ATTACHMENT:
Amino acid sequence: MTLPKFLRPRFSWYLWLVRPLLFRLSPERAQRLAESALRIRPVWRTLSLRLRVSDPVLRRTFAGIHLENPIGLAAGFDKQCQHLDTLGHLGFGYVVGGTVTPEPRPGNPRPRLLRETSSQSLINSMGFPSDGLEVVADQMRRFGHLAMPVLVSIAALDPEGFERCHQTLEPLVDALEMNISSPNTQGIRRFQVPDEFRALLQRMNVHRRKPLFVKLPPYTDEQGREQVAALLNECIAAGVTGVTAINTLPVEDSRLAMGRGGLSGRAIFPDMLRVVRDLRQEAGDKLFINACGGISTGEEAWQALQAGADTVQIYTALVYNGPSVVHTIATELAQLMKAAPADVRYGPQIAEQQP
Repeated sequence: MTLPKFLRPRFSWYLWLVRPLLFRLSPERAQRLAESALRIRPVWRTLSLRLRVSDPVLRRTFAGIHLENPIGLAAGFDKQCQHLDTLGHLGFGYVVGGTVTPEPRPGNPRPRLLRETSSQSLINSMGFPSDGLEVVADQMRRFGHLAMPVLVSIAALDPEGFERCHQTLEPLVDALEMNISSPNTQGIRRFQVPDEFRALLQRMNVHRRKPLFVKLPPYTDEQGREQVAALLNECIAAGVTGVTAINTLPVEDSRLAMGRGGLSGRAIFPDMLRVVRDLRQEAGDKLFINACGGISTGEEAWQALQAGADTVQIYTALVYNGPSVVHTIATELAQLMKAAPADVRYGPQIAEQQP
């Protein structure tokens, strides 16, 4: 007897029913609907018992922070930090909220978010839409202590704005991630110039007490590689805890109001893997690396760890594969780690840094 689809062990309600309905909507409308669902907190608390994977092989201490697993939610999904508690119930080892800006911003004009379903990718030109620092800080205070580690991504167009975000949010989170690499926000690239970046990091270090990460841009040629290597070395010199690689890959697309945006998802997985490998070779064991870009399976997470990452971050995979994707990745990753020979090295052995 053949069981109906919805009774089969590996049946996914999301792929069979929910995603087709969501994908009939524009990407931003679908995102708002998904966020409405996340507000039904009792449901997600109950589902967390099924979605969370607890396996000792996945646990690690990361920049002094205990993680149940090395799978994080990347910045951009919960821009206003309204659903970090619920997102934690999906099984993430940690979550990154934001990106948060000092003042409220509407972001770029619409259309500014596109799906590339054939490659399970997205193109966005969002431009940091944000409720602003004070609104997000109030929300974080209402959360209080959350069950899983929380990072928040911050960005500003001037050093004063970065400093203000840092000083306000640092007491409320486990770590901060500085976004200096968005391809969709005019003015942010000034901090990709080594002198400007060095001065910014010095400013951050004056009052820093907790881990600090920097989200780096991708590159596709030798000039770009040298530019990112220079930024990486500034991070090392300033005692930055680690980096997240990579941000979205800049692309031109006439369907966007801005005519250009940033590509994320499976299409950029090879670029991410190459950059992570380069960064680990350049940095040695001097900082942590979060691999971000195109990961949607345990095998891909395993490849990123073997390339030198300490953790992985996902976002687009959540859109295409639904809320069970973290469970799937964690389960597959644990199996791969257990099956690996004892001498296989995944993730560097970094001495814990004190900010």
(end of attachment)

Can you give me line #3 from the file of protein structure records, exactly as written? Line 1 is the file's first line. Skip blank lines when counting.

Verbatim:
């Protein structure tokens, strides 16, 4: 007897029913609907018992922070930090909220978010839409202590704005991630110039007490590689805890109001893997690396760890594969780690840094 689809062990309600309905909507409308669902907190608390994977092989201490697993939610999904508690119930080892800006911003004009379903990718030109620092800080205070580690991504167009975000949010989170690499926000690239970046990091270090990460841009040629290597070395010199690689890959697309945006998802997985490998070779064991870009399976997470990452971050995979994707990745990753020979090295052995 053949069981109906919805009774089969590996049946996914999301792929069979929910995603087709969501994908009939524009990407931003679908995102708002998904966020409405996340507000039904009792449901997600109950589902967390099924979605969370607890396996000792996945646990690690990361920049002094205990993680149940090395799978994080990347910045951009919960821009206003309204659903970090619920997102934690999906099984993430940690979550990154934001990106948060000092003042409220509407972001770029619409259309500014596109799906590339054939490659399970997205193109966005969002431009940091944000409720602003004070609104997000109030929300974080209402959360209080959350069950899983929380990072928040911050960005500003001037050093004063970065400093203000840092000083306000640092007491409320486990770590901060500085976004200096968005391809969709005019003015942010000034901090990709080594002198400007060095001065910014010095400013951050004056009052820093907790881990600090920097989200780096991708590159596709030798000039770009040298530019990112220079930024990486500034991070090392300033005692930055680690980096997240990579941000979205800049692309031109006439369907966007801005005519250009940033590509994320499976299409950029090879670029991410190459950059992570380069960064680990350049940095040695001097900082942590979060691999971000195109990961949607345990095998891909395993490849990123073997390339030198300490953790992985996902976002687009959540859109295409639904809320069970973290469970799937964690389960597959644990199996791969257990099956690996004892001498296989995944993730560097970094001495814990004190900010």